Now it is a case of sampling these distributions and finding the mean of the samples.

pois.mean.dis = replicate(10000, sample.mean(pois))
binom.mean.dis = replicate(10000, sample.mean(binom))

And here are the results.

pois mean dis binom mean dis

Neither distribution is perfectly normal. One might suspect, correctly, that as the number of samples increase, so too will the ‘normality’ of the distribution. Thanks to the Law of Large Numbers of course.

Although instructive, this is not very interesting. So, let’s create a simulation for rolling dice in R.

n.di.roll <- function(n.di,n.sides) {
    sample(1:n.sides, size = n.di, replace = TRUE)
}

The following displays the distribution of relative frequencies of independent dice roll results.

relative di freq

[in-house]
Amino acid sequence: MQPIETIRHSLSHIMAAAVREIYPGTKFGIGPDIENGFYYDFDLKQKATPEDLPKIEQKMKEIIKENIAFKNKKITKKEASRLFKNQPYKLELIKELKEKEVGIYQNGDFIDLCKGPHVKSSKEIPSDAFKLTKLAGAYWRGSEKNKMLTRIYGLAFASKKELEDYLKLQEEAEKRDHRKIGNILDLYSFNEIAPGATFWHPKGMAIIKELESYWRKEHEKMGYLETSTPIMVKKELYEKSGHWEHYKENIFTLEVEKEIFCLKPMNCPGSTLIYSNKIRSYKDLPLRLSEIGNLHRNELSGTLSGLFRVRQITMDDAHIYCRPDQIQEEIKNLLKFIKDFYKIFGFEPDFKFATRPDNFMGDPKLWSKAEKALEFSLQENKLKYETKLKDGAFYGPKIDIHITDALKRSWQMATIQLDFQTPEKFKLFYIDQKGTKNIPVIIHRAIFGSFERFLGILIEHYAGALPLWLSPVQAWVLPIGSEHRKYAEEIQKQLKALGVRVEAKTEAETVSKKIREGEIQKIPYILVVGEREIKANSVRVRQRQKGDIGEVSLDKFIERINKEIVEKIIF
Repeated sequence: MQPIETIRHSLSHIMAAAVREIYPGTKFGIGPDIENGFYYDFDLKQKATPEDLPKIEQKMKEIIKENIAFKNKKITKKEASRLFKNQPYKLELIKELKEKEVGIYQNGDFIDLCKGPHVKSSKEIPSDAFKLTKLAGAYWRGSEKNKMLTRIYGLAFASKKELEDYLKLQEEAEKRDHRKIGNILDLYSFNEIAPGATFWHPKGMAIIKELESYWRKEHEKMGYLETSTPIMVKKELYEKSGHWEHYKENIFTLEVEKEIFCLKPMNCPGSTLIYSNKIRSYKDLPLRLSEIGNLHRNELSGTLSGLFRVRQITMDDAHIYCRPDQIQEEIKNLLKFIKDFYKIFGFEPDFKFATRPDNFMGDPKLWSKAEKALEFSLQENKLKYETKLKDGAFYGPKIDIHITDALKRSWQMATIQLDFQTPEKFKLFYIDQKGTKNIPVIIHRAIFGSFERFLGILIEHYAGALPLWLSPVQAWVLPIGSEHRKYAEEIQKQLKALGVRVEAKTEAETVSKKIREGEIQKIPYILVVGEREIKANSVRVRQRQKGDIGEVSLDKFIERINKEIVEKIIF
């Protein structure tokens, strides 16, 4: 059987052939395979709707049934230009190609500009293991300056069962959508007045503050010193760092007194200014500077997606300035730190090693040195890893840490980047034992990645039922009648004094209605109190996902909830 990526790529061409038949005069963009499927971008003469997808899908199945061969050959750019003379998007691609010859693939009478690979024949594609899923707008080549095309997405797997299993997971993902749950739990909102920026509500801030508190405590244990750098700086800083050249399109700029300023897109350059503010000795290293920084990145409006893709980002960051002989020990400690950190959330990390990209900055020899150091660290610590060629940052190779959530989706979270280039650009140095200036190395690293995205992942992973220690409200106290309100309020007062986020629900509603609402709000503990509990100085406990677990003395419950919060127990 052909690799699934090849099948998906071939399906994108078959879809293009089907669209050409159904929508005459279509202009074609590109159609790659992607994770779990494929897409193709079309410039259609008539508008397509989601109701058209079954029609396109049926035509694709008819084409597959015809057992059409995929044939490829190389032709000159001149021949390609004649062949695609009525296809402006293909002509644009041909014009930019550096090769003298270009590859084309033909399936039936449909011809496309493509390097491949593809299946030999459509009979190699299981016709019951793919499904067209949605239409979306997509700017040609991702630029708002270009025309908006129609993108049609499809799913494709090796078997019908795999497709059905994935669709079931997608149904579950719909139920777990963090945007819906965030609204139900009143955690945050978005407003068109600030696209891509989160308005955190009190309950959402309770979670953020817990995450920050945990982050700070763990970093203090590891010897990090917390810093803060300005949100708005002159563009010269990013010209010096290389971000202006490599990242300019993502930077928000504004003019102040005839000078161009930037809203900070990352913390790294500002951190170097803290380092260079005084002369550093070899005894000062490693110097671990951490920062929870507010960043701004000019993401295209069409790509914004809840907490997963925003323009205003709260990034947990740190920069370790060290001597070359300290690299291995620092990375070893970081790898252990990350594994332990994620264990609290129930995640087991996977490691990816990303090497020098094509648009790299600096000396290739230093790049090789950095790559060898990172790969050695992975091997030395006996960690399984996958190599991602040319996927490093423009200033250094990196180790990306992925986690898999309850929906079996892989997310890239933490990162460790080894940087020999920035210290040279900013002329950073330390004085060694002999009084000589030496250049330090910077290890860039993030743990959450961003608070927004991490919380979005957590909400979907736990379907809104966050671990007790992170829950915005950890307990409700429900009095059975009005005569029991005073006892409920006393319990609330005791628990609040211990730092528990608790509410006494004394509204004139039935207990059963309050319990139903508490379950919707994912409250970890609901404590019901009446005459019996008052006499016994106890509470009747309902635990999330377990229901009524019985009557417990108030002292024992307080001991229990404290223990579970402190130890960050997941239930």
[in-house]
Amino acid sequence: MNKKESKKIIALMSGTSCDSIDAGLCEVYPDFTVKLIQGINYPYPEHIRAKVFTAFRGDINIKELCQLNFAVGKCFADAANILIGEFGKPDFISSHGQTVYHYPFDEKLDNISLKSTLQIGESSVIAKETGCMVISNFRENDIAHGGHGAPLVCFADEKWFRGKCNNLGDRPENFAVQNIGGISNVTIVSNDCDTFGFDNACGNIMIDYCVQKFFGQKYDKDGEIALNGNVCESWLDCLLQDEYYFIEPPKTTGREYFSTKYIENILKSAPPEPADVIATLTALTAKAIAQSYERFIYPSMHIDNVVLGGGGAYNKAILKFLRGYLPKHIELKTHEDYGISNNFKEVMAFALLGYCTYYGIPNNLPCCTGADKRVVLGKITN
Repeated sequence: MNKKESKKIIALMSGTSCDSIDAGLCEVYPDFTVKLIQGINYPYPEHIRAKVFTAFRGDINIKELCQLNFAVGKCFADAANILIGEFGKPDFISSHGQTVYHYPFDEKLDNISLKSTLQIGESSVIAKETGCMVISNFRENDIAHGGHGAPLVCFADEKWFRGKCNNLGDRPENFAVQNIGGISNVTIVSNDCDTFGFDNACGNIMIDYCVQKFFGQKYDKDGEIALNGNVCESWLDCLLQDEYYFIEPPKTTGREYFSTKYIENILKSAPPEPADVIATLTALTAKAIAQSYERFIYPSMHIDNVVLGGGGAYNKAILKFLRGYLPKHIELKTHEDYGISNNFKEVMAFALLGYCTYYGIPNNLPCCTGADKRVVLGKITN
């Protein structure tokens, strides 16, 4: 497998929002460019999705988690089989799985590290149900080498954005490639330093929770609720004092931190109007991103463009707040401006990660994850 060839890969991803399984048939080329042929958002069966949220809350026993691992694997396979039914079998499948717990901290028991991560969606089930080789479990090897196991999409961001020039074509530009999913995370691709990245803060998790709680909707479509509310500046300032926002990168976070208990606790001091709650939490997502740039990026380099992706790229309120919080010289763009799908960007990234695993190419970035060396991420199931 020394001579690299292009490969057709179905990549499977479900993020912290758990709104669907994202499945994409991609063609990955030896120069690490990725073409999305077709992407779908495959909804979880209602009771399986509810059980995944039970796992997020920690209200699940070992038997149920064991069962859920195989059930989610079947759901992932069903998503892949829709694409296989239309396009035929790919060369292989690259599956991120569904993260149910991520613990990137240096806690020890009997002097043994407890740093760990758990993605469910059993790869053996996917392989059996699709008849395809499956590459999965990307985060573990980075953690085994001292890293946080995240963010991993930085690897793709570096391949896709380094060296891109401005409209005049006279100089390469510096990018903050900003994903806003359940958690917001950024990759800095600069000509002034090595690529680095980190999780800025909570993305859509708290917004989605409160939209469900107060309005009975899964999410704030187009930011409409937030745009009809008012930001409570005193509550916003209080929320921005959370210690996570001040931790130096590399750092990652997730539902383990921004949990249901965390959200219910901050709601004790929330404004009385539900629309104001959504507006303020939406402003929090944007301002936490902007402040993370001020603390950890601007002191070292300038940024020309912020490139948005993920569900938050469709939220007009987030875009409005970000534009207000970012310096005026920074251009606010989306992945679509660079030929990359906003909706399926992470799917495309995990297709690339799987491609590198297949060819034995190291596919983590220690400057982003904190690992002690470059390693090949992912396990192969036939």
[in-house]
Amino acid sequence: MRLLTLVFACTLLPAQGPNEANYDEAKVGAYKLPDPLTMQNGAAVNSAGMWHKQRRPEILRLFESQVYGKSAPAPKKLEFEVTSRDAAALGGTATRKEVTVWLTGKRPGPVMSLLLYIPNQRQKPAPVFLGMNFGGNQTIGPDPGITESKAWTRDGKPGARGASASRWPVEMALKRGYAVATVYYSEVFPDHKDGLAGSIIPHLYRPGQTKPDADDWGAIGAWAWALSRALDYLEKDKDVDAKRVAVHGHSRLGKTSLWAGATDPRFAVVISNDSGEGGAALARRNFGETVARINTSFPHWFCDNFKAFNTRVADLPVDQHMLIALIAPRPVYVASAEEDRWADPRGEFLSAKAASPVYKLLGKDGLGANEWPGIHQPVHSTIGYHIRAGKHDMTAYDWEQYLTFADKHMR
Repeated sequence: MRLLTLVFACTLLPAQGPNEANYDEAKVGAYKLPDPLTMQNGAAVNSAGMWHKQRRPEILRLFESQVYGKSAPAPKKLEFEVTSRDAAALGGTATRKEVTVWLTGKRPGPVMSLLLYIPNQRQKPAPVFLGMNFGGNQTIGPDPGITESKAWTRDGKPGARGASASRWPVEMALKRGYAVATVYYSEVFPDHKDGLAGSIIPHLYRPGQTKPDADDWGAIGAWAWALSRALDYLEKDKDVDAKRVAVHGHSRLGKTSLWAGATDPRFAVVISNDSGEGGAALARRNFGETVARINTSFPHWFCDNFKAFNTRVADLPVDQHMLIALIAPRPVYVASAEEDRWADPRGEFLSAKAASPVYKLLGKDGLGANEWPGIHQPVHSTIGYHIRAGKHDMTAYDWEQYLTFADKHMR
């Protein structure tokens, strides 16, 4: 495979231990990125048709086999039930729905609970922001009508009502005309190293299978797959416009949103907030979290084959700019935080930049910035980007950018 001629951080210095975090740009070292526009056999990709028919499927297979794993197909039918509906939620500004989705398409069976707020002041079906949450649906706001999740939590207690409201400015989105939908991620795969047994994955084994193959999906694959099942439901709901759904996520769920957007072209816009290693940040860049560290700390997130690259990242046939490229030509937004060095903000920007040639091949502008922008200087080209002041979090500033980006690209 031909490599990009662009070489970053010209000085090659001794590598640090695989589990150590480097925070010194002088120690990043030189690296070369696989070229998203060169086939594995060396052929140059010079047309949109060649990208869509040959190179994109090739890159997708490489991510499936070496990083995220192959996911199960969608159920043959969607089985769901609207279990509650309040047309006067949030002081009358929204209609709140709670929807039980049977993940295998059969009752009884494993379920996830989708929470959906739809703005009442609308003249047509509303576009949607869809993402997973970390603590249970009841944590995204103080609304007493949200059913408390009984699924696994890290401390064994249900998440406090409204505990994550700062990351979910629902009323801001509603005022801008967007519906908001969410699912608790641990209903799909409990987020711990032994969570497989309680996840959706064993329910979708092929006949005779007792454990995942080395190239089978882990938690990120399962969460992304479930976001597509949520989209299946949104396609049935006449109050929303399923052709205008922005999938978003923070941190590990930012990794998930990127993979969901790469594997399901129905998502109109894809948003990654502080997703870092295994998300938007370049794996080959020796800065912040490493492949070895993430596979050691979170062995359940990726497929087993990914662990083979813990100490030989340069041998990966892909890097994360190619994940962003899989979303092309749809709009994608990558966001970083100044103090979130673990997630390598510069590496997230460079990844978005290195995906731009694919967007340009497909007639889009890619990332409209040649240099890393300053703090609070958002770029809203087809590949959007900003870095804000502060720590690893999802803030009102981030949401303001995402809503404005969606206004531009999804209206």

Unsurprisingly a uniform distribution begins to take shape, mirroring the equally likely outcomes of all results. It’s also possible to see the law of Large Numbers taking effect. As the number of dice rolls increases, the relative frequency of the sides landed on approaches more precisely the 0.1666, or 16 of each result.

Now, lets look at how this compares with the distribution of the sum of 2 dice.

100,000 2 dice sum

This is very interesting, but what is the importance of it? The importance of the central limit theorem is that it allows us to gauge the likelihood of a sample of results, based on the properties of a normal distribution. From this we can understand the probability of divergent results.

Let’s return to the example of rolls of fair dice. What is the probability that the sum of 2 dice is 12? There are a number of ways to go about this, but for now let’s stick the empirical approach.

Because we know the properties of a normal distribution, we know what proportion of values lie within how many standard deviations from the mean. Therefore, we need only calculate the standard deviation and from there the z-score of a value to compute its probability, assuming our sample is a of meaningful size. Here is the equation for those of you who have forgotten it.

$z = \frac{x - \bar{x}}{\sigma} $

Unsurprisingly R has the requisite methods to calculate these built in.